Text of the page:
10. 10. Distributed operating System • Distributed systems use multiple central processors to serve multiple real- time applications and multiple users. Data processing jobs are distributed among the processors accordingly. • The processors communicate with one another through various communication lines (such as high-speed buses or telephone lines). The advantages of distributed systems are as follows − • With resource sharing facility, a user at one site may be able to use the resources available at another. • Speedup the exchange of data with one another via electronic mail. • If one site fails in a distributed system, the remaining sites can potentially continue operating. • Better service to the customers. • Reduction of the load on the host computer. • Reduction of delays in data processing.
  11. 11. Network operating System • A Network Operating System runs on a server and provides the server the capability to manage data, users, groups, security, applications, and other networking functions. The primary purpose of the network operating system is to allow shared file and printer access among multiple computers in a network, typically a local area network (LAN), a private network or to other networks. • Examples of network operating systems include Microsoft Windows Server 2003, Microsoft Windows Server 2008, UNIX, Linux, Mac OS X, Novell NetWare, and BSD.
  12. 12. Network operating System • The advantages of network operating systems are as follows − • Centralized servers are highly stable. • Security is server managed. • Upgrades to new technologies and hardware can be easily integrated into the system. • Remote access to servers is possible from different locations and types of systems. • The disadvantages of network operating systems are as follows − • High cost of buying and running a server. • Dependency on a central location for most operations. • Regular maintenance and updates are required.
  13. 13. Real Time operating System • A real-time system is defined as a data processing system in which the time interval required to process and respond to inputs is so small that it controls the environment. The time taken by the system to respond to an input and display of required updated information is termed as the response time. So in this method, the response time is very less as compared to online processing. • Real-time systems are used when there are rigid time requirements on the operation of a processor or the flow of data and real-time systems can be used as a control device in a dedicated application. A real-time operating system must have well-defined, fixed time constraints, otherwise the system will fail. For example, Scientific experiments, medical imaging systems, industrial control systems, weapon systems, robots, air traffic control systems, etc.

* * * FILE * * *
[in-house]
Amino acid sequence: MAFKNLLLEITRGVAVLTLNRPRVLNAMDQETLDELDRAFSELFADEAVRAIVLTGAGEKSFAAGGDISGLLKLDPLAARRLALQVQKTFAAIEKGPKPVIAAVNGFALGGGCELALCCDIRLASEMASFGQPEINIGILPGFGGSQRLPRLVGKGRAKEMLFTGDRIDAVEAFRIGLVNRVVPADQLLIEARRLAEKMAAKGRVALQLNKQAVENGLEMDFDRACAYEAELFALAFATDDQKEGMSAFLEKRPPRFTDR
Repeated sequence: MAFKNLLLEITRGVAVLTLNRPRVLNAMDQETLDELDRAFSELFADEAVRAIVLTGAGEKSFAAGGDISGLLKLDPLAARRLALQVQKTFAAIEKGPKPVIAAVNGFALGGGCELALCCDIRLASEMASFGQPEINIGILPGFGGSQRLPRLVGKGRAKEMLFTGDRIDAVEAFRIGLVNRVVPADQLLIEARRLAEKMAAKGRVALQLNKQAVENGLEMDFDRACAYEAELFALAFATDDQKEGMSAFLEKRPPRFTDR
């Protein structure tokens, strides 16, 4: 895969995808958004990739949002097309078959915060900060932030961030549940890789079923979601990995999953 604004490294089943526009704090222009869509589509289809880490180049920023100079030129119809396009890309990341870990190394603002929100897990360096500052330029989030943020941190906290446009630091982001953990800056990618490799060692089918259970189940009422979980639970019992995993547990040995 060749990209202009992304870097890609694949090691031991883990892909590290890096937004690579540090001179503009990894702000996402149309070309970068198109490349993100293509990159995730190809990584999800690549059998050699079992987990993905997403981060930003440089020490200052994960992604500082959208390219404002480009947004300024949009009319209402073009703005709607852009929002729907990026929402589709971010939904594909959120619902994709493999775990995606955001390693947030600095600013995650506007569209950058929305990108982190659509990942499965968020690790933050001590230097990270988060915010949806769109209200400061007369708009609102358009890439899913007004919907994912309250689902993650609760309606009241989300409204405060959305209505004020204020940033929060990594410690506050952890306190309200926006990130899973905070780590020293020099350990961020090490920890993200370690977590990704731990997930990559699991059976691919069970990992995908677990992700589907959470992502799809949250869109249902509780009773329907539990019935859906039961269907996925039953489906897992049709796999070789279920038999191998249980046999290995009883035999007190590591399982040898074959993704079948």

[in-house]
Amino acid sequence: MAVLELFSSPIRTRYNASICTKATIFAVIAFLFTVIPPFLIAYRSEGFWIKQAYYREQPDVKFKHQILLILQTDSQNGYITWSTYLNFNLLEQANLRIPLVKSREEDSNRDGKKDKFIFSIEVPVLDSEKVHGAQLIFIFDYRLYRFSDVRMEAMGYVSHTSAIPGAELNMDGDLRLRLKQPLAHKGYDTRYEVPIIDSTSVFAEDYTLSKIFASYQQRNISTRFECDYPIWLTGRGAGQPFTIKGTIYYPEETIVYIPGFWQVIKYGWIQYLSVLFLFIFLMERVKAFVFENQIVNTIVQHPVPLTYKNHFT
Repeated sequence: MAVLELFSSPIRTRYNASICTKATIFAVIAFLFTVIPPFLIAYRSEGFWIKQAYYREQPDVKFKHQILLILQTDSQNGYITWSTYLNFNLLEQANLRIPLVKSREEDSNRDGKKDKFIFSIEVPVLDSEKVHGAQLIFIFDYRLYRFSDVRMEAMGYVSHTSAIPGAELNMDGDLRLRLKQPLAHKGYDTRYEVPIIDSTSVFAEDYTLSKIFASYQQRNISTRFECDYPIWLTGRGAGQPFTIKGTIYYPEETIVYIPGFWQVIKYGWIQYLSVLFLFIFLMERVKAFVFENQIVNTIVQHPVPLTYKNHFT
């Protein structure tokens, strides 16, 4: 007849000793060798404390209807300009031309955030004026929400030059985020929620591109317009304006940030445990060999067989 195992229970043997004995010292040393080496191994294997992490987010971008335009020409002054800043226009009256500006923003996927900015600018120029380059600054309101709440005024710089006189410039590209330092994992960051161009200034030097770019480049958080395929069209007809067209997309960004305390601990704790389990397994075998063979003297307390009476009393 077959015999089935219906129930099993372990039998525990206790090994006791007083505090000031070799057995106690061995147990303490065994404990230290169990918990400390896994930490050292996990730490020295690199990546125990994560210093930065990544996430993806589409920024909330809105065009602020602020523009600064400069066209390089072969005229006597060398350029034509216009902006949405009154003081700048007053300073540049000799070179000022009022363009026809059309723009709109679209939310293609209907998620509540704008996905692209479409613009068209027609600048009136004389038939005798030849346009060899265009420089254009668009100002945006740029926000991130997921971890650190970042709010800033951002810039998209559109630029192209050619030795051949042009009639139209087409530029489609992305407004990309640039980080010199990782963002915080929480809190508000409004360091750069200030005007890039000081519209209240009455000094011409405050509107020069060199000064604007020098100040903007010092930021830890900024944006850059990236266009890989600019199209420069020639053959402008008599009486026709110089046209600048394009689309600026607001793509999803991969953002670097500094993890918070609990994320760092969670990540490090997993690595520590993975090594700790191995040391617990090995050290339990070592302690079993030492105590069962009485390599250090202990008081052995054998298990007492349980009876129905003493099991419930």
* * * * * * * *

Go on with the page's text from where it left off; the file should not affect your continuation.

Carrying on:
14. 14. Real Time operating System • There are two types of real-time operating systems. • Hard real-time systems • Hard real-time systems guarantee that critical tasks complete on time. In hard real-time systems, secondary storage is limited or missing and the data is stored in ROM. In these systems, virtual memory is almost never found. • Soft real-time systems • Soft real-time systems are less restrictive. A critical real- time task gets priority over other tasks and retains the priority until it completes. Soft real-time systems have limited utility than hard real-time systems. For example, multimedia, virtual reality, Advanced Scientific Projects like undersea exploration and planetary rovers, etc.
  15. 15. Embedded operating system • Embedded operating system are designed to be used in embedded computer system. • They are designed to operate on small machines like PDAs with less autonomy. • They are able to operate with a limited number of resources. They are very compact and extremely efficient by design. • Windows CE and Minix 3 are some examples of embedded operating systems.
  16. 16. Embedded operating system • The hardware running an embedded operating system can be very limited in resources such as RAM and ROM, therefore embedded design of these operating systems may have a narrow scope tailored to a specific application in order to achieve desired operation under these constraints. • In order to take better advantage of the processing power of the CPU, software developers may write critical code directly in assembly.
  17. 17. Library Operating System • A library operating system is one in which the services that a typical operating system provides, such as networking, are provided in the form of libraries and composed with the application and configuration code to construct a unikernel: a specialized, single address space, machine image that can be deployed to cloud or embedded environments.